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J Alzheimers Dis. 2014 Jan 1;42(1):275-89. doi: 10.3233/JAD-140276.

Neuropsychological criteria for mild cognitive impairment improves diagnostic precision, biomarker associations, and progression rates.

Author information

  • 1Veterans Affairs San Diego Healthcare System, San Diego, CA, USA Department of Psychiatry, University of California San Diego, School of Medicine, La Jolla, CA, USA.
  • 2Department of Psychiatry, University of California San Diego, School of Medicine, La Jolla, CA, USA.
  • 3San Diego State University/University of California San Diego Joint Doctoral Program in Clinical Psychology, San Diego, CA, USA.
  • 4Department of Psychology, University of Southern California, Los Angeles, CA, USA.
  • 5Department of Neurology, Drexel University, College of Medicine, Philadelphia, PA, USA.
  • 6Department of Neurology and the Framingham Heart Study, Boston University, School of Medicine, Boston, MA, USA.
  • 7Veterans Affairs San Diego Healthcare System, San Diego, CA, USA Department of Neurosciences, University of California San Diego, School of Medicine, La Jolla, CA, USA.
  • 8Department of Neurosciences, University of California San Diego, School of Medicine, La Jolla, CA, USA.

Abstract

We compared two methods of diagnosing mild cognitive impairment (MCI): conventional Petersen/Winblad criteria as operationalized by the Alzheimer's Disease Neuroimaging Initiative (ADNI) and an actuarial neuropsychological method put forward by Jak and Bondi designed to balance sensitivity and reliability. 1,150 ADNI participants were diagnosed at baseline as cognitively normal (CN) or MCI via ADNI criteria (MCI: n = 846; CN: n = 304) or Jak/Bondi criteria (MCI: n = 401; CN: n = 749), and the two MCI samples were submitted to cluster and discriminant function analyses. Resulting cluster groups were then compared and further examined for APOE allelic frequencies, cerebrospinal fluid (CSF) Alzheimer's disease (AD) biomarker levels, and clinical outcomes. Results revealed that both criteria produced a mildly impaired Amnestic subtype and a more severely impaired Dysexecutive/Mixed subtype. The neuropsychological Jak/Bondi criteria uniquely yielded a third Impaired Language subtype, whereas conventional Petersen/Winblad ADNI criteria produced a third subtype comprising nearly one-third of the sample that performed within normal limits across the cognitive measures, suggesting this method's susceptibility to false positive diagnoses. MCI participants diagnosed via neuropsychological criteria yielded dissociable cognitive phenotypes, significant CSF AD biomarker associations, more stable diagnoses, and identified greater percentages of participants who progressed to dementia than conventional MCI diagnostic criteria. Importantly, the actuarial neuropsychological method did not produce a subtype that performed within normal limits on the cognitive testing, unlike the conventional diagnostic method. Findings support the need for refinement of MCI diagnoses to incorporate more comprehensive neuropsychological methods, with resulting gains in empirical characterization of specific cognitive phenotypes, biomarker associations, stability of diagnoses, and prediction of progression. Refinement of MCI diagnostic methods may also yield gains in biomarker and clinical trial study findings because of improvements in sample compositions of 'true positive' cases and removal of 'false positive' cases.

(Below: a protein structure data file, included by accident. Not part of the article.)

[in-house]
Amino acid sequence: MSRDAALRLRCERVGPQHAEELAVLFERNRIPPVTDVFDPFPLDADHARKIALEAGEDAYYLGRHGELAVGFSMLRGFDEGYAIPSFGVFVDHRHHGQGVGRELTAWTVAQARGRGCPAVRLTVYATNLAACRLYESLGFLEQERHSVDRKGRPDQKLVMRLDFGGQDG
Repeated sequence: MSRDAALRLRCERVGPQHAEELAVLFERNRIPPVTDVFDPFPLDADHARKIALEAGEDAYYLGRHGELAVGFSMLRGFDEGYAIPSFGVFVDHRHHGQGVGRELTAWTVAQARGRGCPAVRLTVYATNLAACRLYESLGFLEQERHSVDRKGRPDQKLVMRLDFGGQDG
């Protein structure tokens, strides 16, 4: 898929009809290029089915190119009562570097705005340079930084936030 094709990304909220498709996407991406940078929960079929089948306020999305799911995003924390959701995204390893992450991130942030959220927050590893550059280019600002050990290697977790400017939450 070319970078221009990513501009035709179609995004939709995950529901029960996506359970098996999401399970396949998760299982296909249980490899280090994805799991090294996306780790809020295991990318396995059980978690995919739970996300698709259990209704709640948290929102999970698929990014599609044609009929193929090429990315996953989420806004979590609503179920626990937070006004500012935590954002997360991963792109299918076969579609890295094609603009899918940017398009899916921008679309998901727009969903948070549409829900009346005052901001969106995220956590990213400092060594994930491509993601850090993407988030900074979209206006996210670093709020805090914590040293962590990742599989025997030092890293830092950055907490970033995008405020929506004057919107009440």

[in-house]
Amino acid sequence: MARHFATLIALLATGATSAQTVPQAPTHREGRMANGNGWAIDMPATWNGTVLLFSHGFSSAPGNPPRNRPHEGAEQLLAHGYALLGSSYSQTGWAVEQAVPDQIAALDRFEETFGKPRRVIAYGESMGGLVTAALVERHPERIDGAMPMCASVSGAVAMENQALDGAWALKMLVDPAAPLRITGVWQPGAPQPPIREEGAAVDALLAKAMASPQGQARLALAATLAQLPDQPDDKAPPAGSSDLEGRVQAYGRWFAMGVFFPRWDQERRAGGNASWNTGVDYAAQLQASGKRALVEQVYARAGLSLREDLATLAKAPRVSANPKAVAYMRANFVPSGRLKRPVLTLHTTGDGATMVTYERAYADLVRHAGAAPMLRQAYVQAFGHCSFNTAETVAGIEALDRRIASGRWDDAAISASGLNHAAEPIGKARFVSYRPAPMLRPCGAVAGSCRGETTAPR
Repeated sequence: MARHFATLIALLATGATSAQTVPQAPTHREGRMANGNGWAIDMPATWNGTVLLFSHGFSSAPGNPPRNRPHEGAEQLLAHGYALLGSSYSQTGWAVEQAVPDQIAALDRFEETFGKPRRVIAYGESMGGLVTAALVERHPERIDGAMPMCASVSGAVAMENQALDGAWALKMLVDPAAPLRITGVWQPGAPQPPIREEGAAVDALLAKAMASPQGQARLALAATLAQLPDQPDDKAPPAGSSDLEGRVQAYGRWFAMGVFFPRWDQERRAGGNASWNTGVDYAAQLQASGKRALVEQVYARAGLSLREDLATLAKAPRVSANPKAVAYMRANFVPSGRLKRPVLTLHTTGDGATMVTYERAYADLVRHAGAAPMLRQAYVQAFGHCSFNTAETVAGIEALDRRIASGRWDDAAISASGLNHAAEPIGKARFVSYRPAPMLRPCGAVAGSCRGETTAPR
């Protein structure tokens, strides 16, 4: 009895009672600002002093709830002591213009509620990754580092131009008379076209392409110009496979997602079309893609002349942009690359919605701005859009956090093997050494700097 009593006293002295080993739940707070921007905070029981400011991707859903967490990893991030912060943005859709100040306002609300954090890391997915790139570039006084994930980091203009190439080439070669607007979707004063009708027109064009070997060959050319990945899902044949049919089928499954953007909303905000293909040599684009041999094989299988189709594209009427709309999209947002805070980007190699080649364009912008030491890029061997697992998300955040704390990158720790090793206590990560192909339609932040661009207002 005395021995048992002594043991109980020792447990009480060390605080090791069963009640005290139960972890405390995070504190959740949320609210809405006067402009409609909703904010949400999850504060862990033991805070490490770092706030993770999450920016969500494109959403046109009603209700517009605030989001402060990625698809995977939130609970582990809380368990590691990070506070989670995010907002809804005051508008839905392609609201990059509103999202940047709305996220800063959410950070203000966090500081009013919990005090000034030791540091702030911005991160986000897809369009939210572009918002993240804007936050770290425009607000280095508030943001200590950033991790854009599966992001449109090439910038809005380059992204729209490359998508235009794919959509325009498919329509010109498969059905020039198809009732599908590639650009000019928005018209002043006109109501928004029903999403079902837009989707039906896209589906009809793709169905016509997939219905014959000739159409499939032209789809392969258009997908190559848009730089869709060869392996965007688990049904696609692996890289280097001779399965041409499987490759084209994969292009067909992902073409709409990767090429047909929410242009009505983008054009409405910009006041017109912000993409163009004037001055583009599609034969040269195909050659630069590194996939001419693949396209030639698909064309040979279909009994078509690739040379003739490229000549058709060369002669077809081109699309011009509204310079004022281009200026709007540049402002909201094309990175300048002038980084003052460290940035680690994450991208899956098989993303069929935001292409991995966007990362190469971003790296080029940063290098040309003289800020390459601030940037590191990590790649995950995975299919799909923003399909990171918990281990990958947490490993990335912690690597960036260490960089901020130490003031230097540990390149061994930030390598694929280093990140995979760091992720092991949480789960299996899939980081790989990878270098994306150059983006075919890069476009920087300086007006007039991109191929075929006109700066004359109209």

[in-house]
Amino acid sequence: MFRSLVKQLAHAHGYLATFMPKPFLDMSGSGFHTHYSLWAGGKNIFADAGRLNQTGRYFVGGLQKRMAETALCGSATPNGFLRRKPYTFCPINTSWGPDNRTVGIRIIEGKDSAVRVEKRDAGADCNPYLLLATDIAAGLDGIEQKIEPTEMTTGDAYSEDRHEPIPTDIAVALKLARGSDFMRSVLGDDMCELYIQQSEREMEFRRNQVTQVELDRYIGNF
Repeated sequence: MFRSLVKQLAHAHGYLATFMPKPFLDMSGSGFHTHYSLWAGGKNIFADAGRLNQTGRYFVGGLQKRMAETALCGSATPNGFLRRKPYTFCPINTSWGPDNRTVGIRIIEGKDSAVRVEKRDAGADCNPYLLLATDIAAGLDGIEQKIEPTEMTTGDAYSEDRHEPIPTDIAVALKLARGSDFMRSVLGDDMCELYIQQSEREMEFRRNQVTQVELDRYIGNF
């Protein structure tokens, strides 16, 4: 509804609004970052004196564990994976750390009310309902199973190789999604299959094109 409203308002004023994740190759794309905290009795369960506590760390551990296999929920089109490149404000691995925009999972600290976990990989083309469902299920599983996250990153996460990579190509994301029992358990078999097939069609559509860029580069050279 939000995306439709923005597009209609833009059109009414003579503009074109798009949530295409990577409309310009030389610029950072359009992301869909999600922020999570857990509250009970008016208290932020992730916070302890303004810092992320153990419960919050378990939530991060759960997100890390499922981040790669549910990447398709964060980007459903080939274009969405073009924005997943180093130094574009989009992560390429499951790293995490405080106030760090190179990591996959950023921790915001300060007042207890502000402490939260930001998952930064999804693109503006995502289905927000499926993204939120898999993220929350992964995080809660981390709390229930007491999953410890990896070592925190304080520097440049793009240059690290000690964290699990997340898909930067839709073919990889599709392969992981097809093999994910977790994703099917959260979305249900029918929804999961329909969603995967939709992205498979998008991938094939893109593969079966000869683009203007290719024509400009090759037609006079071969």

KEYWORDS:

Alzheimer's Disease Neuroimaging Initiative; Alzheimer's disease; biomarker; cluster analysis; dementia; mild cognitive impairment; neuropsychology; progression

PMID:
24844687
[PubMed - in process]
PMCID:
PMC4133291
Free PMC Article

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